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Victoria Could Finally Be Getting Its Own Container Refund Scheme

If the City of Melbourne gets its way, you might soon be able to exchange empty bottles and cans for cash.
By Libby Curran
August 05, 2019
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Victoria Could Finally Be Getting Its Own Container Refund Scheme

If the City of Melbourne gets its way, you might soon be able to exchange empty bottles and cans for cash.
By Libby Curran
August 05, 2019
  shares

It's well behind the eight ball, but Victoria could soon be stepping up its waste management game by (finally) introducing its own container refund scheme. Victoria and Tasmania are currently the only two Aussie states that haven't already committed to one – Queensland's Containers for Change program launched in late 2018, while South Australia led the charge by introducing its version way back in 1977.

Following strong support from local councils including the City of Frankston, the City of Darebin, and the City of Port Phillip, the City of Melbourne has now thrown its weight behind the concept, backing a campaign from the Municipal Association of Victoria and calling for the Victorian Government to introduce container deposit legislation into parliament.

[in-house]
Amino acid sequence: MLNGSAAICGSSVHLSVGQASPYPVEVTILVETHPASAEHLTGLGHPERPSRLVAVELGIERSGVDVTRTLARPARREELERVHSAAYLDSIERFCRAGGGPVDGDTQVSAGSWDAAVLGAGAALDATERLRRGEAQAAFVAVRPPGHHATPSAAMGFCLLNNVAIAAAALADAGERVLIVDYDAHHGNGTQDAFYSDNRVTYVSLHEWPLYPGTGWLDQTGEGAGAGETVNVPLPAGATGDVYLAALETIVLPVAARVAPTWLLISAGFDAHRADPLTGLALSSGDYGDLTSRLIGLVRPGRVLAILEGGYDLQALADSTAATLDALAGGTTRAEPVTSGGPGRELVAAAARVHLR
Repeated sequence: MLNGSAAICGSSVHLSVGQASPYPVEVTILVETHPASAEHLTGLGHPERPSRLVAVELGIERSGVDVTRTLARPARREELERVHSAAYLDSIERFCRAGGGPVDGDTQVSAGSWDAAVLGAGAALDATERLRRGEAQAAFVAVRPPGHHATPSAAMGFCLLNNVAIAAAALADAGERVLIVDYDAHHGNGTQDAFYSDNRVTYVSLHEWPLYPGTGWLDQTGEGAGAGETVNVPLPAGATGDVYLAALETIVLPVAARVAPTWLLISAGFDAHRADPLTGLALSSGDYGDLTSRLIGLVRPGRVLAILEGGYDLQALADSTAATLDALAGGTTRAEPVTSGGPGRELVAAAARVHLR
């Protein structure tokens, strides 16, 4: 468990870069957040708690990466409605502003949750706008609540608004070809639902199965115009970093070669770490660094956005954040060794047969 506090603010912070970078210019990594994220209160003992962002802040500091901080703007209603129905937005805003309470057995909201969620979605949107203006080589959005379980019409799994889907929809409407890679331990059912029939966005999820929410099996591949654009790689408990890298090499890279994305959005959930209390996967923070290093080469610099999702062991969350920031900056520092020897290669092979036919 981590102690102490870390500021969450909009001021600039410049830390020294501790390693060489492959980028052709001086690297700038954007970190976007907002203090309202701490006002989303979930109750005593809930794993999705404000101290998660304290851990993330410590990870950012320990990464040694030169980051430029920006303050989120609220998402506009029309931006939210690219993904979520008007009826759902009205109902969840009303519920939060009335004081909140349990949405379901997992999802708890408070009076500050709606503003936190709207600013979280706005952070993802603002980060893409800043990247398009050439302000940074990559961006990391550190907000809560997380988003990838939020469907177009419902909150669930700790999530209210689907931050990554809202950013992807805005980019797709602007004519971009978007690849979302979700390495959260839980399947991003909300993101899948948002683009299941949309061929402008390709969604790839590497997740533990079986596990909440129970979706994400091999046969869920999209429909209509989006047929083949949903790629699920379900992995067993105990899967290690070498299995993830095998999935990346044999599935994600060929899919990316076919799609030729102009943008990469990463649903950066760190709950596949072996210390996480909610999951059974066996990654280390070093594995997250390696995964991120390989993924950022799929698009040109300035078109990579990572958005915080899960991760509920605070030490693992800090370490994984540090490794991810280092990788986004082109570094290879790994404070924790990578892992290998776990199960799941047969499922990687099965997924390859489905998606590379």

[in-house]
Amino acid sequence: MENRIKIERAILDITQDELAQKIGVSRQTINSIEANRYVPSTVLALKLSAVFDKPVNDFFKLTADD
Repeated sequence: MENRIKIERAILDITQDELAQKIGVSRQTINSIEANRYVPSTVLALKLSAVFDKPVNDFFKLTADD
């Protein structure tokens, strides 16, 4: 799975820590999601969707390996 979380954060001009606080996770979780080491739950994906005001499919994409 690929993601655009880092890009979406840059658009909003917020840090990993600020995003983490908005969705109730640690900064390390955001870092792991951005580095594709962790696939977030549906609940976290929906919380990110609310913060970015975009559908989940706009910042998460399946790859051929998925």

It's hoped that a container deposit program would help quash the state's littering problem and encourage more recycling, by offering residents cash back for their unwanted single-use containers.

There's no firm word yet on how it might operate, though it could involve manually operated or automated 'reverse vending machines' that would offer a money credit for each item deposited — rewarding you for your recycling efforts, while helping Victoria to drastically cut down on the amount of recyclable material being sent to landfill.

At the moment, schemes in other states offer a ten-cent refund for each aluminium, glass, plastic, steel and liquid paperboard beverage container returned.

If it is introduced, it won't be Victoria's first foray into a container refund scheme. The state had a short-lived Cash for Cans system in the 80s, which was promoted by famed tennis player Pat Cash (we're assuming his name had something to do with it). You can watch the slightly bizarre, extremely retro video here:

With Ballarat recycling giant SKM no longer accepting recyclables from City of Melbourne, an extra 45 tonnes of recycling is being sent to landfill each day.

The City of Melbourne is also promising it'll look into alternate uses for the state's recycled materials, potentially using them to create new roads, footpaths, bikeways and playground equipment.

The Victorian Government has not yet responded to the City of Melbourne call for action or the Municipal Association of Victoria's campaign, we'll let you know if and when it does.

Published on August 05, 2019 by Libby Curran

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